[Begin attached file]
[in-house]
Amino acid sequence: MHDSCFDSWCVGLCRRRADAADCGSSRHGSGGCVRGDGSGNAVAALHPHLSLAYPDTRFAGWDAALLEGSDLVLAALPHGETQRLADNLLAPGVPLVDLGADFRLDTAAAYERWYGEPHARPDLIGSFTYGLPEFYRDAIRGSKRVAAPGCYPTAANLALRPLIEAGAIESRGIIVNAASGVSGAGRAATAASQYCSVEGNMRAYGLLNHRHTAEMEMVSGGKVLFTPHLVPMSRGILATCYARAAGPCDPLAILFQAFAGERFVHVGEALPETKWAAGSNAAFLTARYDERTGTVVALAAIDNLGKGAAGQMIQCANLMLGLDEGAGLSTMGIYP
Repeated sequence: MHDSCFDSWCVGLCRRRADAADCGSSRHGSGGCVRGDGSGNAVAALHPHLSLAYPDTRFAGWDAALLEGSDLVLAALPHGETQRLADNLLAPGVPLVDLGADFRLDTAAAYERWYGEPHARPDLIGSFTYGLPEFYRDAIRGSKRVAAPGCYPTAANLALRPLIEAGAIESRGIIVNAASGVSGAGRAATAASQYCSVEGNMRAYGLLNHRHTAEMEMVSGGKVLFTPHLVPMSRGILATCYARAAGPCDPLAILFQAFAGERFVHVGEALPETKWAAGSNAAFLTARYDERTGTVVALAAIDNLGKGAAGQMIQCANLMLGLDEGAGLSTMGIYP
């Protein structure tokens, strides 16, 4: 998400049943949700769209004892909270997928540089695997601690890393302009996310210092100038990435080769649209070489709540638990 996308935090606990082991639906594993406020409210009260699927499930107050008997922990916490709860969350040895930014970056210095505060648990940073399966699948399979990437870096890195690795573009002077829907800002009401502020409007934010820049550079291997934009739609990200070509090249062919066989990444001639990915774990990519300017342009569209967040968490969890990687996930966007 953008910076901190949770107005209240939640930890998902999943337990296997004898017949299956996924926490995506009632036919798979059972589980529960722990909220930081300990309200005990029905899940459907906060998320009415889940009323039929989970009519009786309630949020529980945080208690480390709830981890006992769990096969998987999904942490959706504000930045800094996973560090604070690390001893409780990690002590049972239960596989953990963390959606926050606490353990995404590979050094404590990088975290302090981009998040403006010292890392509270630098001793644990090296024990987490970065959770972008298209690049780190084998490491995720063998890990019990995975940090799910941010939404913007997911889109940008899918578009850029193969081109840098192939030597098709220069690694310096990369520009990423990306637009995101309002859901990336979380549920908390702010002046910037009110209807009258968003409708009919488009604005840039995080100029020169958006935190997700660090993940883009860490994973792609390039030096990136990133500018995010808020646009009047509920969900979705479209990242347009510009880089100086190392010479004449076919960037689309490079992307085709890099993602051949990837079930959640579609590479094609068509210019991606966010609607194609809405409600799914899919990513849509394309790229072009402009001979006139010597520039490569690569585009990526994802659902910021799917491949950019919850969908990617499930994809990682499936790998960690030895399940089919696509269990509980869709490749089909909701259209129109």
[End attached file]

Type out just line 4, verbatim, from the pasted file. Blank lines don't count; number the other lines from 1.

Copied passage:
């Protein structure tokens, strides 16, 4: 998400049943949700769209004892909270997928540089695997601690890393302009996310210092100038990435080769649209070489709540638990 996308935090606990082991639906594993406020409210009260699927499930107050008997922990916490709860969350040895930014970056210095505060648990940073399966699948399979990437870096890195690795573009002077829907800002009401502020409007934010820049550079291997934009739609990200070509090249062919066989990444001639990915774990990519300017342009569209967040968490969890990687996930966007 953008910076901190949770107005209240939640930890998902999943337990296997004898017949299956996924926490995506009632036919798979059972589980529960722990909220930081300990309200005990029905899940459907906060998320009415889940009323039929989970009519009786309630949020529980945080208690480390709830981890006992769990096969998987999904942490959706504000930045800094996973560090604070690390001893409780990690002590049972239960596989953990963390959606926050606490353990995404590979050094404590990088975290302090981009998040403006010292890392509270630098001793644990090296024990987490970065959770972008298209690049780190084998490491995720063998890990019990995975940090799910941010939404913007997911889109940008899918578009850029193969081109840098192939030597098709220069690694310096990369520009990423990306637009995101309002859901990336979380549920908390702010002046910037009110209807009258968003409708009919488009604005840039995080100029020169958006935190997700660090993940883009860490994973792609390039030096990136990133500018995010808020646009009047509920969900979705479209990242347009510009880089100086190392010479004449076919960037689309490079992307085709890099993602051949990837079930959640579609590479094609068509210019991606966010609607194609809405409600799914899919990513849509394309790229072009402009001979006139010597520039490569690569585009990526994802659902910021799917491949950019919850969908990617499930994809990682499936790998960690030895399940089919696509269990509980869709490749089909909701259209129109």